Vladimir Putin is back, and with him are the most primitive foreign policy initiatives. At the beginning of his first term as Russia’s president, Putin sought contacts with Cuba, Libya and North Korea.

As he prepares for a third term, he has expressed interest in creating a “Eurasian Union” with Belarus, Kazakhstan, Kyrgyzstan and Tajikistan. Putin insists that these nations have a common history and that mutual cooperation could bring their people “direct economic benefit” and “allow all of them to integrate into Europe more rapidly and from a stronger position.”

Putin knows that more than half of Russian voters recall the Soviet past with affection. He understands that the idea of reviving the empire entertains many of his fellow citizens. And so he seems ready to ignore facts in favor of ideology.

The facts, however, are formidable. Based on International Monetary Fund figures, Russian per capita GDP last year was $10,360; in Kazakhstan, it has not exceeded $9,000; in Belarus, $5,770; and in Kyrgyzstan and Tajikistan, $840 and $730 respectively. All these states are ruled by authoritarians: Kazakh leader Nursultan Nazarbayev has been in office for 22 years; Tajikistan’s Imamali Rakhmonov for 19; Belarus’ Alexander Lukashenko for 17; and authoritarian rule in Kyrgyzstan is from time to time replaced by chaos. The economic divide between members of a Eurasian Union would be 2.7 times bigger than that between European Union nations.

So what is gained by attempting to unite Russia with its authoritarian and mostly unsuccessful neighbors? Putin insisted last month that integration might produce a “powerful supranational unity” that can become “one of the poles in the contemporary world” and play an “effective ‘bridge’ between Europe and the dynamic Asia-Pacific region.”

But this would be a $2.7 trillion GDP union sandwiched between the EU (GDP, $15.6 trillion) and China (GDP $11.2 trillion). How can Russia be a “bridge” if, with its aging infrastructure, less than 1 percent of trade between the EU and Asia travels through Russia (down from 11 percent of this trade in 1989, during Soviet times). In 2007, 62 percent of Chinese goods imported by Russia came via Helsinki and other European ports.

For whom is such a union attractive, except totalitarian Uzbekistan and Turkmenistan?

Putin’s plan suggests that Russia is not interested in the World Trade Organization but will build its own customs union from neighboring rogue states. Putin’s Russia considers itself an independent “power center” that does not intend to strengthen ties with modern democracies but to rally around countries with political systems less advanced than its own.

This path leads nowhere. Following it, Moscow would shed power and influence. In a world orchestrated by three centers of power and wealth — the United States, the EU and China — Russia can play a significant role only if it strengthens the beleaguered European “pole.” Russia and the EU nations share common history, culture and civilizational traditions; they also complement each other economically.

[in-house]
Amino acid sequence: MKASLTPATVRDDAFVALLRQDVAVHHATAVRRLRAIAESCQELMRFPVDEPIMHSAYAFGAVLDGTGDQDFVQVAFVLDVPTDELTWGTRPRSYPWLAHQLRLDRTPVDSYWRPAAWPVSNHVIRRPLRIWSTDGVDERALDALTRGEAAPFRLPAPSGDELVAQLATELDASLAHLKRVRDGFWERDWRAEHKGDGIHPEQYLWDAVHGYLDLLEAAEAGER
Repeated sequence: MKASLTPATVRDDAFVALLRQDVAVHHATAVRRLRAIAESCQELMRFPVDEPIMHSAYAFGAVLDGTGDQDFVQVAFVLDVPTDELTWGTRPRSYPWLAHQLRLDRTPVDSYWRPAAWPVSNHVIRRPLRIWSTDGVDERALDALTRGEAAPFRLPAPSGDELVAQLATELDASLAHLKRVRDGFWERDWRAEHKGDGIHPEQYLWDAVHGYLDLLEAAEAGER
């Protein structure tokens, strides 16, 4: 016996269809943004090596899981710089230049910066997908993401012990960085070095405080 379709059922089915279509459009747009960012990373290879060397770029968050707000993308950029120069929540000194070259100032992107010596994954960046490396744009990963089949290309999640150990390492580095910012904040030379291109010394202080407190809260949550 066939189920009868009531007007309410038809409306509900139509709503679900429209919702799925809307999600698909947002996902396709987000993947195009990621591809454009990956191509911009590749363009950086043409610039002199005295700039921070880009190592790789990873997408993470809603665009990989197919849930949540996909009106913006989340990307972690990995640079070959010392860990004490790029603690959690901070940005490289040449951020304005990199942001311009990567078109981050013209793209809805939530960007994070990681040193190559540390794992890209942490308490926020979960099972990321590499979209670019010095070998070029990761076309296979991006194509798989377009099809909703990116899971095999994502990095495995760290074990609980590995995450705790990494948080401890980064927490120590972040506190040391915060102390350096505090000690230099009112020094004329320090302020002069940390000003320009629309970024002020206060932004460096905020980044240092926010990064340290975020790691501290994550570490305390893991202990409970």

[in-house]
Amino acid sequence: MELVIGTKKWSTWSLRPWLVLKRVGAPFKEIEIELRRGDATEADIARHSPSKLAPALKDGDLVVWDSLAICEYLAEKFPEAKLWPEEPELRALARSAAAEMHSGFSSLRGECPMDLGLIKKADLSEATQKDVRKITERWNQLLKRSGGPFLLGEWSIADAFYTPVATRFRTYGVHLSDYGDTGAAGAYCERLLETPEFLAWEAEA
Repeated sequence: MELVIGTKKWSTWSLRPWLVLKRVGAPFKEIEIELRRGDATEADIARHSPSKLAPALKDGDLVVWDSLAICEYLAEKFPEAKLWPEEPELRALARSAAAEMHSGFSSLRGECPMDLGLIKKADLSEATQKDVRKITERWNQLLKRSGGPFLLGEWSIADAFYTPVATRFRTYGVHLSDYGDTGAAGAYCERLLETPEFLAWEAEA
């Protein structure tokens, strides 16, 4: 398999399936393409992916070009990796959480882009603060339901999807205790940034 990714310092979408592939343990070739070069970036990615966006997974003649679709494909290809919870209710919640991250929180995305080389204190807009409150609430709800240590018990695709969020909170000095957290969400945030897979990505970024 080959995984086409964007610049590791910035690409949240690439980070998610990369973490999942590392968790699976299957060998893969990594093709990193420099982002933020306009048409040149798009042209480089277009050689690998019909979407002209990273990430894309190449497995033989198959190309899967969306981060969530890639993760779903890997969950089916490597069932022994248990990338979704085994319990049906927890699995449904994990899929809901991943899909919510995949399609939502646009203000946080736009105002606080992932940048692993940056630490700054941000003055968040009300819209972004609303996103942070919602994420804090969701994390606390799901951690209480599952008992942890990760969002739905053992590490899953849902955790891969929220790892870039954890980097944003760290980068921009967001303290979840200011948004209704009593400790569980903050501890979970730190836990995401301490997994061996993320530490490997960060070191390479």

Only as a unified community of EU nations, including Russia, Ukraine, Belarus and the Balkan countries — which have a combined GDP of nearly $19 trillion, great technological potential and extensive natural resources — can the broader Europe look with confidence into the future.

Accordingly, leaders in Brussels should rethink certain myths. Russia is big, but not too big for Europe; as an EU member, it would be the second-largest national economy and add one-fourth to the EU population. Half of Russia’s trade is conducted with EU nations. Sixty percent of Russian tourists head for Europe, not China or Central Asia.

Russia has a kind of a European people but, unfortunately, not a European-type government. But Europe has for decades sought to transform former autocracies — Spain, Portugal and Greece in the 1970s and 1980s; Poland, the Czech Republic, Hungary and Baltic republics in the 1990s — into decent, Western-style states. Russia must be next.

EU leaders should tell the Kremlin elite that full integration into the European Union is possible. They should tell all Russians that their country is perceived by Europeans as European — and it could become an EU member state if it reaches the level of democracy and the rule of law common to other members. These declarations would take from Putin one of the main arguments for “Sovietization” of foreign policy — the stereotype that no one in Europe is waiting for Russia.

The EU has historically considered applications for membership, not sent invitations. But Europe will never achieve its potential if it leaves Russia out. And Russia will never realize its potential while being excluded from the European family. If European politicians want to be the true heirs to Monnet and Spinelli, they should act first and offer Russia a full-scale integration plan. Paris and Rome are more attractive than Bishkek or even Astana. The European Court of Justice looks much better than Basmanov-style criminal justice. The power of EU practices today is the most significant asset of the united Europe — and it should shape Russian foreign policy.

Politicians in Brussels and Washington often debate about “who lost Russia.” But Russia is not yet lost. It must change from within. As its ruling plutocracy seeks to turn back to the Soviet past, the attraction of a European future looms brighter. For history to shift course, deeds, not words, are required.

Vladislav L. Inozemtsev is a professor of economics at the Higher School of Economics in Moscow and a member of the Presidium of Russian Council for International Affairs. He is running for a parliamentary seat from the Pravoye Delo (Right Cause) party.

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